(EMPHASIS ON THE LIVING)
Exercise Classes Dance Fit, 9:30-10:30 a.m., Keeping Fit Studio, $5. 720-4142. Colerain Township.
Music - Classic Rock Quiet Storm, 9:30 p.m. to 1:30 a.m., Club Trio, 5744 Springdale Road, Free. 385-1005. Colerain Township.
SATURDAY, JAN. 14 Art Exhibits Nature’s Corner, 10 a.m. to 2 p.m., Sharonville Cultural Arts Center, Free. 554-1014; www.sharonvilleculturalarts.org. Sharonville.
Drink Tastings Wine Tasting, noon to 5 p.m., Henke Winery, 3077 Harrison Ave., 7 tastes, souvenir glass. Appetizers and meals available. Ages 21 and up. $10. Reservations recommended. Through Jan. 28. 662-9463; www.henkewine.com. Westwood.
Exercise Classes Dance Jamz, 9:30-10:30 a.m., Emerge Dance Academy, 5882 Cheviot Road, High energy cardio dance fitness class that includes toning exercises. Ages 18 and up. $40 10-class pass, $5 single. Presented by Dance Jamz. 460-6696. White Oak. Dance Fit, 9:30-10:30 a.m., Keeping Fit Studio, $5. 720-4142. Colerain Township. Hip Hop Redefined, 1:15-1:45 p.m., Springdale Community Center, 11999 Lawnview Ave., Part dance fitness and part boot camp, with 30-minutes of circuit training and end with Hip Hop class. Ages 18 and up.First class free. Speak to instructor regarding additional classes. Presented by Springdale Parks and Recreation. 346-3910; www.springdale.org/goplay. Springdale.
Literary - Libraries Our Cincinnati, 1-4 p.m., Westwood Branch Library, 3345 Epworth Ave., Hamilton County residents can share personal stories and memories for inclusion in Our Cincinnati, digital celebration of neighborhoods throughout Hamilton County. Residents should bring in paperbased memorabilia like photos, letters, maps and advertisements to be scanned. Free. Presented by Public Library of Cincinnati & Hamilton County. 369-4474; cincinnatilibrary.org. Westwood.
Music - Rock Amish Mafia, 9:30 p.m. to 1:30 a.m., Club Trio, 5744 Springdale Road, Free. 385-1005; www.clubtriolounge.com. Colerain Township.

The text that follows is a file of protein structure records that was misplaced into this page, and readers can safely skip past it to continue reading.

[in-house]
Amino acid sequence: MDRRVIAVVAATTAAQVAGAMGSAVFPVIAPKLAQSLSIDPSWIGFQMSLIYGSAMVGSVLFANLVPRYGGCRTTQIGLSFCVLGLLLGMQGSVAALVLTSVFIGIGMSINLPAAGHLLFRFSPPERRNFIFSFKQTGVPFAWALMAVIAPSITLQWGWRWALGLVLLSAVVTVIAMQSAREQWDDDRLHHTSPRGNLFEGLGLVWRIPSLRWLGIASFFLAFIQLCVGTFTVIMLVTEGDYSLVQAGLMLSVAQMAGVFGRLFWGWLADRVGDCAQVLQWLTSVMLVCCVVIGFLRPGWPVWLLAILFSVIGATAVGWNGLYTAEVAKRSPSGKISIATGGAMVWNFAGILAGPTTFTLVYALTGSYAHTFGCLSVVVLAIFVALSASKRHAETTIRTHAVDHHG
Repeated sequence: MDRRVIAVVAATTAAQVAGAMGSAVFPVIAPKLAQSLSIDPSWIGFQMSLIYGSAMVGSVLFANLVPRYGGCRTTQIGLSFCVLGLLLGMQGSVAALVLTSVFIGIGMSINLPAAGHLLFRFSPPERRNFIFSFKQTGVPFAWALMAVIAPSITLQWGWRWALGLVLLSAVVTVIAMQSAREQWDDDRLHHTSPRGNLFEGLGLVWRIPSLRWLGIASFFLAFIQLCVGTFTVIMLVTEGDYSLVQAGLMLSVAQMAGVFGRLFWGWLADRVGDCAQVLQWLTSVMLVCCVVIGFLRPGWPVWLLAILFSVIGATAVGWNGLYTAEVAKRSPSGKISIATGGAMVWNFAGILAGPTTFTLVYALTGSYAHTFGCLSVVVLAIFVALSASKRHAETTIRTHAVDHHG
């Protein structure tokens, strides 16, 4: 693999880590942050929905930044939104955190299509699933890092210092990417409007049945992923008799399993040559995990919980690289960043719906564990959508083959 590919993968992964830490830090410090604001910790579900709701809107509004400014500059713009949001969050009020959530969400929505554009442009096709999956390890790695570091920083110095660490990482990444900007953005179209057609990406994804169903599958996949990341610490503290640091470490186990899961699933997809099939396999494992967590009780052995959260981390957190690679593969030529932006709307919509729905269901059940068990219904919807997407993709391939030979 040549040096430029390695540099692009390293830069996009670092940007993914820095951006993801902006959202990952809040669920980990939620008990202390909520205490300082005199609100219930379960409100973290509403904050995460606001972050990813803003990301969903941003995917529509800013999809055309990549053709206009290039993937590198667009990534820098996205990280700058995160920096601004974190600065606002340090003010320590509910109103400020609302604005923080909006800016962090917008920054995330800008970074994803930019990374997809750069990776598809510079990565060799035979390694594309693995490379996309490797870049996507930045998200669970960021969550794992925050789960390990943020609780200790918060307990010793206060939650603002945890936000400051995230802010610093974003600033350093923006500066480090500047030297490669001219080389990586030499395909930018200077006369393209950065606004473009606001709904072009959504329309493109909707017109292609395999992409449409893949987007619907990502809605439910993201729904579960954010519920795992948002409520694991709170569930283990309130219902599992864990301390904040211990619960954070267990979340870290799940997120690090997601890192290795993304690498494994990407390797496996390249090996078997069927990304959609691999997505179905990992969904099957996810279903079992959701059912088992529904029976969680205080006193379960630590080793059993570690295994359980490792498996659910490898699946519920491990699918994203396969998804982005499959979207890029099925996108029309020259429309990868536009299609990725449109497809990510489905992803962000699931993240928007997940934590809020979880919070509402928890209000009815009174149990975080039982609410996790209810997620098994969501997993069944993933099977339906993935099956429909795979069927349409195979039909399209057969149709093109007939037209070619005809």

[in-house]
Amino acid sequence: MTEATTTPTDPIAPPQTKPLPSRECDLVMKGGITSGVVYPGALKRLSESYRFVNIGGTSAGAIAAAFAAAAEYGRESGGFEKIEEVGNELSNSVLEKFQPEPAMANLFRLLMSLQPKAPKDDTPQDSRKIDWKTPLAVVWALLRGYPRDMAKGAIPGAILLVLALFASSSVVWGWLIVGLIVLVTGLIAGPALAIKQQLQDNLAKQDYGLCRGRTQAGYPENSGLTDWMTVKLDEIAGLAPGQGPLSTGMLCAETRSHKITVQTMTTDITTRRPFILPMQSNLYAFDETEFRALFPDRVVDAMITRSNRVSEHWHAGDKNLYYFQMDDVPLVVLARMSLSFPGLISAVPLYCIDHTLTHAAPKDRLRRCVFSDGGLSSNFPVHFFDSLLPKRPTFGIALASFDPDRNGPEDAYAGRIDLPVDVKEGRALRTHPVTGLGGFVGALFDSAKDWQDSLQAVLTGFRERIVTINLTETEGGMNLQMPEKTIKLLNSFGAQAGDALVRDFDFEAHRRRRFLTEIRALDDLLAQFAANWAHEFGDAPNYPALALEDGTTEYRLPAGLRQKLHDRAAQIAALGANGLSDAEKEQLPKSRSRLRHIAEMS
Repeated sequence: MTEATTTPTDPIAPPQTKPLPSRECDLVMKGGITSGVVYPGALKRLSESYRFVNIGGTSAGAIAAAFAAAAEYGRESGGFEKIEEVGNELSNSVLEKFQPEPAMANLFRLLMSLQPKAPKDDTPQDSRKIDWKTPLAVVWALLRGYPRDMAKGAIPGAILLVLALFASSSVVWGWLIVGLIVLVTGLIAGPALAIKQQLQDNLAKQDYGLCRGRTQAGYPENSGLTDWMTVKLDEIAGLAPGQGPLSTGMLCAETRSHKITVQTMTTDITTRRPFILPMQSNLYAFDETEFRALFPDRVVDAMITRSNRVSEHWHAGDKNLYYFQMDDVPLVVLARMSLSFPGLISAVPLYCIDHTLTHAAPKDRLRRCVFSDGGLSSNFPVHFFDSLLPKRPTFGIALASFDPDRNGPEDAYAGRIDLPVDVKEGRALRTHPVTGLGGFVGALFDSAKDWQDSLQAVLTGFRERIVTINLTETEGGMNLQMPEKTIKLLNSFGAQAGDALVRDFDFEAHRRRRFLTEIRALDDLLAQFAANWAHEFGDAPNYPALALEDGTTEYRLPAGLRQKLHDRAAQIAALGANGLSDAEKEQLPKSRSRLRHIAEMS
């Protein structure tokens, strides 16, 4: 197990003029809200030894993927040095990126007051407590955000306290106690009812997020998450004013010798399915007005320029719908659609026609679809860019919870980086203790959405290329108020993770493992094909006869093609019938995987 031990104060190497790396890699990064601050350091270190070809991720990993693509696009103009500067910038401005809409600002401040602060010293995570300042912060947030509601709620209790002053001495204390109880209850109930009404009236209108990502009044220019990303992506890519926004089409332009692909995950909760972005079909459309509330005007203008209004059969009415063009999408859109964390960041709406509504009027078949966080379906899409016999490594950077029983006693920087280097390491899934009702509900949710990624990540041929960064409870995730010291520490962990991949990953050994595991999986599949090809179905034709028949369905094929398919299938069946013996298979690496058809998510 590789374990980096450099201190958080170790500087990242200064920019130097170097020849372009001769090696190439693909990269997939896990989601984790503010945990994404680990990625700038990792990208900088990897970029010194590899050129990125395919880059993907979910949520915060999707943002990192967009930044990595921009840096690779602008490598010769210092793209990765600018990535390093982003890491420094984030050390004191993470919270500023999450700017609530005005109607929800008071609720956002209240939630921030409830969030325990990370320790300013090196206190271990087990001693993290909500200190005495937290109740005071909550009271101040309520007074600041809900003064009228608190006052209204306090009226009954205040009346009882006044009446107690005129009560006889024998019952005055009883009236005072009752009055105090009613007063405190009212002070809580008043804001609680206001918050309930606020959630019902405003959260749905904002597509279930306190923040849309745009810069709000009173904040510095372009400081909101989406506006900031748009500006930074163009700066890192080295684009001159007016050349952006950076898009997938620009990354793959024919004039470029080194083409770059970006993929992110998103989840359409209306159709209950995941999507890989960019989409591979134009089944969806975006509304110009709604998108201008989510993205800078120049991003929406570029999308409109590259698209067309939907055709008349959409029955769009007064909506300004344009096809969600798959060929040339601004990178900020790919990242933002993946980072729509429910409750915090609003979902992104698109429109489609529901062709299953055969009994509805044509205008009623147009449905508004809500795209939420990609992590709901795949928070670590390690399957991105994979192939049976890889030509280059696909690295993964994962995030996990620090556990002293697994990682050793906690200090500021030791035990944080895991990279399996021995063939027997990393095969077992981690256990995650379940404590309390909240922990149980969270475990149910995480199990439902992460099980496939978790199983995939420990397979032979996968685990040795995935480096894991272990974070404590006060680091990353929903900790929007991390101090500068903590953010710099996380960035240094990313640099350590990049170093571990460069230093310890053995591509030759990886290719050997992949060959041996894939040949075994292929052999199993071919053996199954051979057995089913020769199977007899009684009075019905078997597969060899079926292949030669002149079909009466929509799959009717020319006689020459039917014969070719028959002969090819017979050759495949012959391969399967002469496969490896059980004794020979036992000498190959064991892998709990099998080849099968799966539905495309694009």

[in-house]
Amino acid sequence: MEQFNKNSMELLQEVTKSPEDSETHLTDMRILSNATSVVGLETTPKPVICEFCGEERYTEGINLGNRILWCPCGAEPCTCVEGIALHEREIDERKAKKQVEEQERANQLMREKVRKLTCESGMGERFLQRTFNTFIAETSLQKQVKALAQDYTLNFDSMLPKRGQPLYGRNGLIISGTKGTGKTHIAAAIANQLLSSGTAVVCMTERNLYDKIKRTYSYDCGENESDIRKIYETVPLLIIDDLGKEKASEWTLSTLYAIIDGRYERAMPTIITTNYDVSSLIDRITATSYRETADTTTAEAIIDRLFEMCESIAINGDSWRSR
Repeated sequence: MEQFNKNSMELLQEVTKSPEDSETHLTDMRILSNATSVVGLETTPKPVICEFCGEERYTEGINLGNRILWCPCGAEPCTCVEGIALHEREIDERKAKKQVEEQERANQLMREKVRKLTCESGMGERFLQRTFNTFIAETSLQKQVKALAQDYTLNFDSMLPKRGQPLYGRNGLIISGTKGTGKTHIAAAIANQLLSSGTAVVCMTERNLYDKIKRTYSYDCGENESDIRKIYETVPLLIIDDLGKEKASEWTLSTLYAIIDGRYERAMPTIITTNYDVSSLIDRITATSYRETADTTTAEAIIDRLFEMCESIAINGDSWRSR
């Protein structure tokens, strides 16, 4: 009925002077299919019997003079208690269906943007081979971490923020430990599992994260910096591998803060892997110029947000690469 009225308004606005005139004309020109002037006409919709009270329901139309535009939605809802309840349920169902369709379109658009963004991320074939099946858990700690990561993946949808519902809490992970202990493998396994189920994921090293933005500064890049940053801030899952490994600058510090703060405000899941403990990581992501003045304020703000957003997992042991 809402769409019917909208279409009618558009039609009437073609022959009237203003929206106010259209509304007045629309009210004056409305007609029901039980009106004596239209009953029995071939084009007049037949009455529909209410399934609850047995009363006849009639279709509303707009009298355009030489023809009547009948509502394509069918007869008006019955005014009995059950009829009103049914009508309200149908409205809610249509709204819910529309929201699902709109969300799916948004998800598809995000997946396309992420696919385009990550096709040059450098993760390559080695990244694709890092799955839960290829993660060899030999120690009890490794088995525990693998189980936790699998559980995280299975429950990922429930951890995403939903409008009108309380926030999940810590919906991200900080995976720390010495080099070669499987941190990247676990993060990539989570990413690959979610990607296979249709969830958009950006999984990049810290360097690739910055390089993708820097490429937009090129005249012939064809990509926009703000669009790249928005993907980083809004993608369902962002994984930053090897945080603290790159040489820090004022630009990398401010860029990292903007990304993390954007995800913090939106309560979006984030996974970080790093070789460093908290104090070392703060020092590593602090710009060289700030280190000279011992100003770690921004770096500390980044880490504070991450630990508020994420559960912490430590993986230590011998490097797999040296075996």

SUNDAY, JAN. 15 Exercise Classes Free Workout Every Sunday, 2-5 p.m., Greater Emanuel Apostolic Temple, 1150 W. Galbraith Road, Lower level. Chair exercise and Leslie Sansone’s low-impact, indoor, aerobic workout. Free. Presented by SEM Laurels. 324-6173. Springfield Township. Dance Fit, 9:30-10:30 a.m., Keeping Fit Studio, $5. 720-4142. Colerain Township.
MONDAY, JAN. 16
People do better when they’re active, engaged, and in comfortable surroundings. It also doesn’t hurt to have a safe place with highly trained medical staff. That’s why we’re here. Schedule your visit today.
ASSISTED LIVING AND SO MUCH MORE
Zumba, 6-7 p.m., Keeping Fit Studio, 7778 Colerain Ave., High energy dance fitness class for all levels of fitness. For Ages 16 and up. $5. 720-4142. Colerain Township. Dance Fit, 4:45-5:45 p.m., Keeping Fit Studio, $5. 720-4142. Colerain Township.
Recreation Pickleball, 1-3 p.m., Springdale Community Center, 11999 Lawnview Ave., Participants should wear comfortable clothing and shoes. Program is free and all equipment provided. Ages 21 and up. Free. Presented by Springdale Parks and Recreation. 346-3910; www.springdale.org/goplay. Springdale.
TUESDAY, JAN. 17 Dance Classes
11230 Pippin Road • Cincinnati, OH 45231 513-851-0601 • triplecreekretirement.com • A Trilogy Health Services Community
Tippi Toes Dance Classes, 4-4:45 p.m., Springdale Community Center, 11999 Lawnview Ave., Music, movement, balance and basic ballet and dance steps are introduced in fun, friendly, and positive manner. Class is great for more independent children who can participate
Imagination Yoga, which uses adventure themes to guide children through a kids yoga class, will be offered 5:30 p.m. to 6:10 p.m. Thursday, Jan. 12, at the Sharonville Community Center, 10990 Thornview Drive, Sharonville. The class is for ages 5 to 9. Cost is $55 for the five-class series. Registration is required. Call 563-2895; visit bit.ly/1TRKOnd.